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1.

Smith-Lemli-Opitz syndrome

Smith-Lemli-Opitz syndrome (SLOS) is a congenital multiple anomaly syndrome caused by an abnormality in cholesterol metabolism resulting from deficiency of the enzyme 7-dehydrocholesterol (7-DHC) reductase. It is characterized by prenatal and postnatal growth retardation, microcephaly, moderate to severe intellectual disability, and multiple major and minor malformations. The malformations include distinctive facial features, cleft palate, cardiac defects, underdeveloped external genitalia in males, postaxial polydactyly, and 2-3 syndactyly of the toes. The clinical spectrum is wide and individuals have been described with normal development and only minor malformations. [from GeneReviews]

MedGen UID:
61231
Concept ID:
C0175694
Congenital Abnormality; Disease or Syndrome
2.

Opitz G/BBB syndrome

Opitz G/BBB syndrome (OS) is a multiple congenital anomalies disorder characterized by malformations of the midline including hypertelorism, laryngo-tracheo-esophalgeal defects and hypospadias. There are two clinically indistinguishable genetic subtypes of Opitz G/BBB: X-linked Opitz G/BBB syndrome (XLOS), and autosomal dominant Opitz G/BBB syndrome (ADOS). [from ORDO]

MedGen UID:
831083
Concept ID:
CN202554
Disease or Syndrome
3.

Chromosome 7 ring syndrome

An anomaly in which two ends of chromosome 7 have been lost (deletion) and the two broken ends have reunited to form a ring-shaped figure. The syndrome is rare and is characterized mainly by brain anomalies, microcephaly, midfacial dysplasia, mental deficiency, dermatological abnormalities, growth failure, cleft lip and palate, genital deformities, and other variable defects. [from MCA/MR]

MedGen UID:
162774
Concept ID:
C0795818
Disease or Syndrome
4.

Opitz-Frias syndrome

X-linked Opitz G/BBB syndrome (XLOS) is a multiple congenital anomaly disorder characterized by facial anomalies (ocular hypertelorism, prominent forehead, widow's peak, broad nasal bridge, anteverted nares), laryngotracheoesophageal defects, and genitourinary abnormalities (hypospadias, cryptorchidism, and hypoplastic/bifid scrotum). Developmental delay and intellectual disability are observed in about 50% of affected males. Cleft lip and/or palate are present in approximately 50% of affected individuals. Other malformations present in fewer than 50% of individuals include congenital heart defects, imperforate or ectopic anus, and midline brain defects (Dandy-Walker malformation and agenesis or hypoplasia of the corpus callosum and/or cerebellar vermis). Wide clinical variability occurs even among members of the same family. Female carriers usually manifest only ocular hypertelorism. [from GeneReviews]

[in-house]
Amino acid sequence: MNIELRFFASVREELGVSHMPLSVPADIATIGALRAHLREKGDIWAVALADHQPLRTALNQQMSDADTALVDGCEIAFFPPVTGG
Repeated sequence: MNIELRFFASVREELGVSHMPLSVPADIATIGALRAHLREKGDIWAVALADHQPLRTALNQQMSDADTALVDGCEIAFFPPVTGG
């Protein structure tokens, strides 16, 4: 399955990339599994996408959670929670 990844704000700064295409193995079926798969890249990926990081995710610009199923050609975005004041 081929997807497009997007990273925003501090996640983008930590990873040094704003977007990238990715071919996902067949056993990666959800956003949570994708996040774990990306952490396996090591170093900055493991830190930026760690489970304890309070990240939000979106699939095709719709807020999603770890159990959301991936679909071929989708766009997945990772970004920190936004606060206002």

MedGen UID:
104493
Concept ID:
C0175696
Congenital Abnormality; Disease or Syndrome
5.

Multiple congenital anomalies

MedGen UID:
7806
Concept ID:
C0000772
Congenital Abnormality
6.

Congenital anomalies

MedGen UID:
851041
Concept ID:
CN232116
Disease or Syndrome
7.

facial dysmorphisms

MedGen UID:
808241
Concept ID:
CN221668
Finding
8.

Multiple congenital anomalies

MedGen UID:
807337
Concept ID:
CN218431
Finding
9.

Intellectual disability

MedGen UID:
334384
Concept ID:
C1843367
Finding
10.

Multiple fibrofolliculomas

The clinical characteristics of Birt-Hogg-Dubé syndrome (BHDS) include cutaneous manifestations (fibrofolliculomas, trichodiscomas/angiofibromas, perifollicular fibromas, and acrochordons), pulmonary cysts/history of pneumothorax, and various types of renal tumors. Disease severity can vary significantly even within the same family. Skin lesions typically appear during the third and fourth decades of life and typically increase in size and number with age. Lung cysts are mostly bilateral and multifocal; most individuals are asymptomatic but at high risk for spontaneous pneumothorax. Individuals with BHDS are at a sevenfold increased risk for renal tumors that are typically bilateral and multifocal and usually slow growing; median age of tumor diagnosis is 48 years. The most common renal tumors are a hybrid of oncocytoma and chromophobe histologic cell types (so-called oncocytic hybrid tumor) and chromophobe histologic cell types. Some families have renal tumor and/or autosomal dominant spontaneous pneumothorax without cutaneous manifestations. [from GeneReviews]

MedGen UID:
91070
Concept ID:
C0346010
Disease or Syndrome
11.

Neonatal hemochromatosis